Medical Devices : Evidence and Research (Oct 2020)

Safety and Efficacy of an Oxytocin Gel and an Equivalent Gel but Without Hormonal Ingredients (Vagivital® Gel) in Postmenopausal Women with Symptoms of Vulvovaginal Atrophy: A Randomized, Double-Blind Controlled Study

  • Fianu Jonasson A,
  • Bixo M,
  • Sundström Poromaa I,
  • Åstrom M

Journal volume & issue
Vol. Volume 13
pp. 339 – 347

Abstract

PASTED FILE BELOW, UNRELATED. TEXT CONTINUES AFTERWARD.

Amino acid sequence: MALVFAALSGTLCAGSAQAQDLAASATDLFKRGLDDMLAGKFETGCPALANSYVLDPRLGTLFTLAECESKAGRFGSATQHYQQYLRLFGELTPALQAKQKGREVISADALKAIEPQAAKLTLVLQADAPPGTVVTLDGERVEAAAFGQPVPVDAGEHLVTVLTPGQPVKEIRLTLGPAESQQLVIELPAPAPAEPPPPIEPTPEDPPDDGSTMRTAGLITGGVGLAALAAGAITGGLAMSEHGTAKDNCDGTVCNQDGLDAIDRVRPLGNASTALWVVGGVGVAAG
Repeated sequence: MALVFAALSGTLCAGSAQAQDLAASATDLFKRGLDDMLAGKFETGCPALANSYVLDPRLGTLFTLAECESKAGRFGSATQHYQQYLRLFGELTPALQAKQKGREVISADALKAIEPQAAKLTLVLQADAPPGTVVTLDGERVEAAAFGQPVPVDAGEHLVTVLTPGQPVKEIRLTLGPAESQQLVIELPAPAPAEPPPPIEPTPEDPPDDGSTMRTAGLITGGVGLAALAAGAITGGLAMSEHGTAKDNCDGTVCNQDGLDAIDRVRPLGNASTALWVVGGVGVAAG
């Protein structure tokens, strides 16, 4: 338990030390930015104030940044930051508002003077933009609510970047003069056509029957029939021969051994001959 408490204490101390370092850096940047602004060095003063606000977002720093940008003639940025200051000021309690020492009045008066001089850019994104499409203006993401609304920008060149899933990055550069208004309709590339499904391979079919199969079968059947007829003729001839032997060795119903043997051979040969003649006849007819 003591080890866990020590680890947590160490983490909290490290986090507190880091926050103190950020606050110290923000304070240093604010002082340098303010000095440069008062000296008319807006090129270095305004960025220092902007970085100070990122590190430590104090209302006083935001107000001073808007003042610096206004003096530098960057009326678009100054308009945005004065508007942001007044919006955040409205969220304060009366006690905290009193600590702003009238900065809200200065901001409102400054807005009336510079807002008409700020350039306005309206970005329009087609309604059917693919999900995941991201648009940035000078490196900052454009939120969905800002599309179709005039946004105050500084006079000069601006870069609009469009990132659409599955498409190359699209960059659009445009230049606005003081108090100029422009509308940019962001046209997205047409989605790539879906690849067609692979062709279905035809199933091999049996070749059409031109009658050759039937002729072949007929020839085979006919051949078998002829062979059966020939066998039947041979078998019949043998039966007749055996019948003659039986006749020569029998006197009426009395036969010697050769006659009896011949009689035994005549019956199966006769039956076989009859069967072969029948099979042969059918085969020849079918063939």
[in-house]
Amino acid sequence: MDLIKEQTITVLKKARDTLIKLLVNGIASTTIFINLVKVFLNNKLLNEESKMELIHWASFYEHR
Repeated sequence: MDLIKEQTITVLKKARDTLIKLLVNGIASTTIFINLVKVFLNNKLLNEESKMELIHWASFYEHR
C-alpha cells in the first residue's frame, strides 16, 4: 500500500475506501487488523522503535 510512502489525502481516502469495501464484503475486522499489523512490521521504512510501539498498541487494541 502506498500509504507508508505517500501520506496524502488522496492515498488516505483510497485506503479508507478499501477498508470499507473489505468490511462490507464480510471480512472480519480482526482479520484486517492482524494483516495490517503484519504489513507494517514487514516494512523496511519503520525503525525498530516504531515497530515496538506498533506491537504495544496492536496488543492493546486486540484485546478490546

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Aino Fianu Jonasson,1 Marie Bixo,2 Inger Sundström Poromaa,3 Mikael Åstrom4 1Department of Clinical Sciences, Intervention and Technology, Division of Obstetrics and Gynecology, Karolinska Institute, Stockholm, Sweden; 2Department of Clinical Sciences, Obstetrics and Gynecology, Umea University, Umea, Sweden; 3Research Group; Reproductive Health, Department of Women’s and Children’s Health, Uppsala University, Uppsala, Sweden; 4StatCons, Malmo, SwedenCorrespondence: Aino Fianu JonassonDepartment of Clinical Science, Intervention and Technology, Division of Obstetrics and Gynecology, Karolinska Institute, Stockholm 171 77, SwedenTel +4670 483 60 28Fax +4608 31 11 01Email [email protected]: The primary objective was to compare the efficacy of 12 weeks of daily treatment with Aqueous Hypromellose-based vaginal (Vagivital®) gel versus Aqueous Hypromellose-based vaginal gel plus 400 IU oxytocin gel in reducing the severity of the most bothersome vulvovaginal atrophy symptoms (MBS: itching, dysuria, bleeding, and pain/discomfort during vaginal sexual activity) observed at baseline. The secondary objectives were to evaluate the other vulvovaginal atrophy symptoms, vaginal pH, superficial squamous cells, and the safety and tolerability of both gels.Patients and Methods: This double-blind, randomized study evaluated the safety and efficacy of subjects randomly assigned to 12 weeks of daily intravaginal oxytocin gel (n=79) or Aqueous Hypromellose-based vaginal gel (n=78). The efficacy evaluation was performed using data from all included subjects who fulfilled entry criteria.Results: Both treatments induced statistically significant reductions in the severity of the MBS from baseline until 4 weeks (Vagivital mean reduction 0.90, p=0.0000; Oxytocin mean reduction 0.82, p=0.0000) and 12 weeks post baseline (Vagivital mean reduction 1.28, p=0.0000; Oxytocin mean reduction 1.16, p=0.0000), but the reduction of MBS severity was not significantly different between the treatment groups at either time point. No serious adverse events were reported in the Aqueous Hypromellose-based vaginal gel group during the treatment period, but one (breast cancer) was reported in the oxytocin gel group (assessed as unlikely related to the study compound).Conclusion: Significant reductions in the severity of the MBS were seen in both the Aqueous Hypromellose-based vaginal gel and the oxytocin gel groups, but with no significant differences in severity reduction seen between the groups. Both gels were safe and well tolerated. Given the benefits of avoiding the use of hormones, Aqueous Hypromellose-based vaginal gel is an attractive first choice in the treatment of postmenopausal women with vulvovaginal atrophy symptoms.Keywords: most bothersome vulvovaginal atrophy symptoms, MBS, non-hormonal therapy, dyspareunia, vaginal dryness

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